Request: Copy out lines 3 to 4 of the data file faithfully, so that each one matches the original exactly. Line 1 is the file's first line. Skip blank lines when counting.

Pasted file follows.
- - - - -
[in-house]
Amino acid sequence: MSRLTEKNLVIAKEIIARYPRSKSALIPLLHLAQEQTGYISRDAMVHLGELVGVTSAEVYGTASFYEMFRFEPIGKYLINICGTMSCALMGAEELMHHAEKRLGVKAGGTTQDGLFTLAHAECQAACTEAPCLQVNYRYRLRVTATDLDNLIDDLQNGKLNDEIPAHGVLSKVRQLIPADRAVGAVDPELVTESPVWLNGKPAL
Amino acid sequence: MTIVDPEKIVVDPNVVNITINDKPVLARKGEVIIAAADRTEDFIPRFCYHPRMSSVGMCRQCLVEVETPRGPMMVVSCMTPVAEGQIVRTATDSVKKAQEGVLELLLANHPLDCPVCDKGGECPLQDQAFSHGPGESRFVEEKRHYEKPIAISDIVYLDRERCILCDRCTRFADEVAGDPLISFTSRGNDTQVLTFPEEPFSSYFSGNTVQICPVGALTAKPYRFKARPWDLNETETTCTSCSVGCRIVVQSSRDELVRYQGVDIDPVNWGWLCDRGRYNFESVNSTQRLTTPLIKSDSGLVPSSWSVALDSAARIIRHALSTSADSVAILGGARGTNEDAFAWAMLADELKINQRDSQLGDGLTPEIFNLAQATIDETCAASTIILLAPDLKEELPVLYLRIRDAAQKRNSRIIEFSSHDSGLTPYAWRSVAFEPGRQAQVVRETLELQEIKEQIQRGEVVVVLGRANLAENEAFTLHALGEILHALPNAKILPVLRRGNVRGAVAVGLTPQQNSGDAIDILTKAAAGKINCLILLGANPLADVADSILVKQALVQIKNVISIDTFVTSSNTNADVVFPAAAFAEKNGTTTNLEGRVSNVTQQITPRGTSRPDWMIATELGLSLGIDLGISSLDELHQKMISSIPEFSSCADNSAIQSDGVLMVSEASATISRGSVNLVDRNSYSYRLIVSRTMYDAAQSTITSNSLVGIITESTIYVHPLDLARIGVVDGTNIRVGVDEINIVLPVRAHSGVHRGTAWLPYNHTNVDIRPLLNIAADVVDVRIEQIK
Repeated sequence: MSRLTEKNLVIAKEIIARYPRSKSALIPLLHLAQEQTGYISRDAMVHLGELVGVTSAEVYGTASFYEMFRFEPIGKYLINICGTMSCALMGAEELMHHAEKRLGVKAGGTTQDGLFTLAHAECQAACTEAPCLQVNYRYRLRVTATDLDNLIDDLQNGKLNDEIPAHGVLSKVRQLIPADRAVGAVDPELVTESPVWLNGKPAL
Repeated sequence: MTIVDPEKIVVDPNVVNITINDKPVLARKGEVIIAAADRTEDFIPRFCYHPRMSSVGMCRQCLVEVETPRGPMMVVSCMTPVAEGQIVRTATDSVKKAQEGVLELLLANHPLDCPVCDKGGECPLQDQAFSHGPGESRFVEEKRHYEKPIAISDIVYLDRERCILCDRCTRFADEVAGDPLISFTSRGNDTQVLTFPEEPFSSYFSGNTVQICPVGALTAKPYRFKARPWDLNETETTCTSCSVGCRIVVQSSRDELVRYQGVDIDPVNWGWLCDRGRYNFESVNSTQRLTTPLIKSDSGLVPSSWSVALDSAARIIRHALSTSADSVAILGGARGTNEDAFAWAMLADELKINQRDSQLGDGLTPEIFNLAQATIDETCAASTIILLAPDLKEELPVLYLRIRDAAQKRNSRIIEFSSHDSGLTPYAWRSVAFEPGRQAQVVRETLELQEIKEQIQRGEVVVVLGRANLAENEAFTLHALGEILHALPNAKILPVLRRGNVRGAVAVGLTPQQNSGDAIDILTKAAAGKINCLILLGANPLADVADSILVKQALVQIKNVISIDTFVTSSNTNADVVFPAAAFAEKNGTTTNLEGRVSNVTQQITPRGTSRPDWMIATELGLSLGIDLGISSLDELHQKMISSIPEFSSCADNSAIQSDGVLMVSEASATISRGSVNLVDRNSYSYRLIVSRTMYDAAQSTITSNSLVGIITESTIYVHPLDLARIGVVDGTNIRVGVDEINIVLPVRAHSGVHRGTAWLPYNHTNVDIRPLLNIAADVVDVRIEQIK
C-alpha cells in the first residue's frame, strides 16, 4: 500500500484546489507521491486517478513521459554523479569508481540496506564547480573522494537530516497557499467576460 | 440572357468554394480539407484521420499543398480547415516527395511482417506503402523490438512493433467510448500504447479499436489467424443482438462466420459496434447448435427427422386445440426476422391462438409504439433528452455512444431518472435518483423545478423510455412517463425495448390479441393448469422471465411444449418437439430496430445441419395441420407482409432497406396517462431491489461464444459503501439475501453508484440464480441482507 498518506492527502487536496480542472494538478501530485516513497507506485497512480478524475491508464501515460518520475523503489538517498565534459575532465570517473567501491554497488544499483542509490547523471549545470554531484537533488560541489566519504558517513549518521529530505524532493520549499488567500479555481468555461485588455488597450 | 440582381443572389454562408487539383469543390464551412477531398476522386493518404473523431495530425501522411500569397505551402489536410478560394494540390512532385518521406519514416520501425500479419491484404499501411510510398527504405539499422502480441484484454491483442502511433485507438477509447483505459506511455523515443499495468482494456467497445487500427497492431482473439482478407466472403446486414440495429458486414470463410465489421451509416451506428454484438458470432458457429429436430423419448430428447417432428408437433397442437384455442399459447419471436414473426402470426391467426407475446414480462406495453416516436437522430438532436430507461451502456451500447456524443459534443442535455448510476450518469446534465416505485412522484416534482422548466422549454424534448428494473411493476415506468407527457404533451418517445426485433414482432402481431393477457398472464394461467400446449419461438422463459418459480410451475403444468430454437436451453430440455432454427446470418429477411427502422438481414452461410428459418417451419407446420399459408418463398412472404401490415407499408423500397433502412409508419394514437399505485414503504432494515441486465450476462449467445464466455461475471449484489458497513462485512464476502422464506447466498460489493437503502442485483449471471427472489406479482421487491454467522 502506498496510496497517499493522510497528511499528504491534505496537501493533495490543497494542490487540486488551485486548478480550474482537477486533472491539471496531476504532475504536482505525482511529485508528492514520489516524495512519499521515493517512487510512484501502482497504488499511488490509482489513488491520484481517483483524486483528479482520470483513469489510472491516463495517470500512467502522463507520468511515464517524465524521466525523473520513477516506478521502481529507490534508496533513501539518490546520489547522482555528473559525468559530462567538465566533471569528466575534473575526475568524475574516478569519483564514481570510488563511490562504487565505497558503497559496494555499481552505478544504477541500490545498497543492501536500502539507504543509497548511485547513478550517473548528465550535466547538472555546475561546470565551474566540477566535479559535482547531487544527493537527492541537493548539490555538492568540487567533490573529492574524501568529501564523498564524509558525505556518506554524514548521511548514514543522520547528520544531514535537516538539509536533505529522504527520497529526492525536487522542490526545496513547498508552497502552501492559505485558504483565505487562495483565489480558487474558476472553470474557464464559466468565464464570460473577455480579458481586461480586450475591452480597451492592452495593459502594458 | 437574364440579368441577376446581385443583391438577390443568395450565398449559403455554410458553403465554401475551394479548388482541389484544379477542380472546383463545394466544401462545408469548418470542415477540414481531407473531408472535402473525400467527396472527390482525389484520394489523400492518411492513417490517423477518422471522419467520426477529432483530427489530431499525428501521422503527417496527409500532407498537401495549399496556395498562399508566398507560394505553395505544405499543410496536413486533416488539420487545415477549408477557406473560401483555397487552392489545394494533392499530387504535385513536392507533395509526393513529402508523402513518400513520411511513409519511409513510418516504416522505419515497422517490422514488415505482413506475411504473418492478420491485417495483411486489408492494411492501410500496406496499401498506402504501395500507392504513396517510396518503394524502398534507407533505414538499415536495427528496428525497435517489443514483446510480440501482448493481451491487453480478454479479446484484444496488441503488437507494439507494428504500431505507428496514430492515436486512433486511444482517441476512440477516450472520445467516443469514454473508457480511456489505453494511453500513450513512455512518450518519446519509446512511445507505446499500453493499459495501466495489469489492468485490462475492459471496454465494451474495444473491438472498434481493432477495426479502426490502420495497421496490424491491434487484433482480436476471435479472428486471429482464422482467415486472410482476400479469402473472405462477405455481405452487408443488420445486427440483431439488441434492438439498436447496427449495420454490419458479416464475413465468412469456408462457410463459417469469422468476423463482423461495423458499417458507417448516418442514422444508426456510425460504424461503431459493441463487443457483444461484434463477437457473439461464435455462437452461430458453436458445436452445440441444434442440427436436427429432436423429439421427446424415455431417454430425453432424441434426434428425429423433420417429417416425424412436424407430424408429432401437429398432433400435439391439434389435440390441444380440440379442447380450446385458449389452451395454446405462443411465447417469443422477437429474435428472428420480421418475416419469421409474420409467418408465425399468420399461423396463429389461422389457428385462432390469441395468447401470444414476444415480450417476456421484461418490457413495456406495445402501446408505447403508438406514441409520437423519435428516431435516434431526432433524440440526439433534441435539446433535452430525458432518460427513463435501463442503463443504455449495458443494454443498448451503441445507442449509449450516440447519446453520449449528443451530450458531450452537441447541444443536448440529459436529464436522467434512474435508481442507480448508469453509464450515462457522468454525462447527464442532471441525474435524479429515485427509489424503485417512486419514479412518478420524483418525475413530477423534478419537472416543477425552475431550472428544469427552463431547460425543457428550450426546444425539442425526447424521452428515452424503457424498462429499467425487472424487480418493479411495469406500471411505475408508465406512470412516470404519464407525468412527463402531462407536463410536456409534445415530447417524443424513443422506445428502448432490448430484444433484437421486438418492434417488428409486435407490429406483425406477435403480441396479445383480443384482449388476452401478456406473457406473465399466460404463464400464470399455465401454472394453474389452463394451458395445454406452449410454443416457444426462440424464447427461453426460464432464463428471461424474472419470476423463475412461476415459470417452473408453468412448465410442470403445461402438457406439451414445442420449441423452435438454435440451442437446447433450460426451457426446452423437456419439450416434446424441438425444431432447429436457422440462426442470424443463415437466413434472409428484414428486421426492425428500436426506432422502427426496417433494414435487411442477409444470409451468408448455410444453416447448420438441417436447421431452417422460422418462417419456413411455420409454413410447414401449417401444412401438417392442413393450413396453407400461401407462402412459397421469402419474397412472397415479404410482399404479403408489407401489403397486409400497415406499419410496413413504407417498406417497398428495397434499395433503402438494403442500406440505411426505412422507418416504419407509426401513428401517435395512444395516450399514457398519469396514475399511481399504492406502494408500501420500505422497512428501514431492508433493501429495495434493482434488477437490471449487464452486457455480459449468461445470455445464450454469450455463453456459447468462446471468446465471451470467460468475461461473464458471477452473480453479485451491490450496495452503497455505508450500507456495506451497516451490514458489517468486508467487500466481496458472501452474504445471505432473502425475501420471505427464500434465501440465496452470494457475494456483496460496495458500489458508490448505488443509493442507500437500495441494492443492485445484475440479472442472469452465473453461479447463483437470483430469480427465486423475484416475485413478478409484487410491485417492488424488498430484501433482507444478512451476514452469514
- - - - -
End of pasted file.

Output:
Amino acid sequence: MTIVDPEKIVVDPNVVNITINDKPVLARKGEVIIAAADRTEDFIPRFCYHPRMSSVGMCRQCLVEVETPRGPMMVVSCMTPVAEGQIVRTATDSVKKAQEGVLELLLANHPLDCPVCDKGGECPLQDQAFSHGPGESRFVEEKRHYEKPIAISDIVYLDRERCILCDRCTRFADEVAGDPLISFTSRGNDTQVLTFPEEPFSSYFSGNTVQICPVGALTAKPYRFKARPWDLNETETTCTSCSVGCRIVVQSSRDELVRYQGVDIDPVNWGWLCDRGRYNFESVNSTQRLTTPLIKSDSGLVPSSWSVALDSAARIIRHALSTSADSVAILGGARGTNEDAFAWAMLADELKINQRDSQLGDGLTPEIFNLAQATIDETCAASTIILLAPDLKEELPVLYLRIRDAAQKRNSRIIEFSSHDSGLTPYAWRSVAFEPGRQAQVVRETLELQEIKEQIQRGEVVVVLGRANLAENEAFTLHALGEILHALPNAKILPVLRRGNVRGAVAVGLTPQQNSGDAIDILTKAAAGKINCLILLGANPLADVADSILVKQALVQIKNVISIDTFVTSSNTNADVVFPAAAFAEKNGTTTNLEGRVSNVTQQITPRGTSRPDWMIATELGLSLGIDLGISSLDELHQKMISSIPEFSSCADNSAIQSDGVLMVSEASATISRGSVNLVDRNSYSYRLIVSRTMYDAAQSTITSNSLVGIITESTIYVHPLDLARIGVVDGTNIRVGVDEINIVLPVRAHSGVHRGTAWLPYNHTNVDIRPLLNIAADVVDVRIEQIK
Repeated sequence: MSRLTEKNLVIAKEIIARYPRSKSALIPLLHLAQEQTGYISRDAMVHLGELVGVTSAEVYGTASFYEMFRFEPIGKYLINICGTMSCALMGAEELMHHAEKRLGVKAGGTTQDGLFTLAHAECQAACTEAPCLQVNYRYRLRVTATDLDNLIDDLQNGKLNDEIPAHGVLSKVRQLIPADRAVGAVDPELVTESPVWLNGKPAL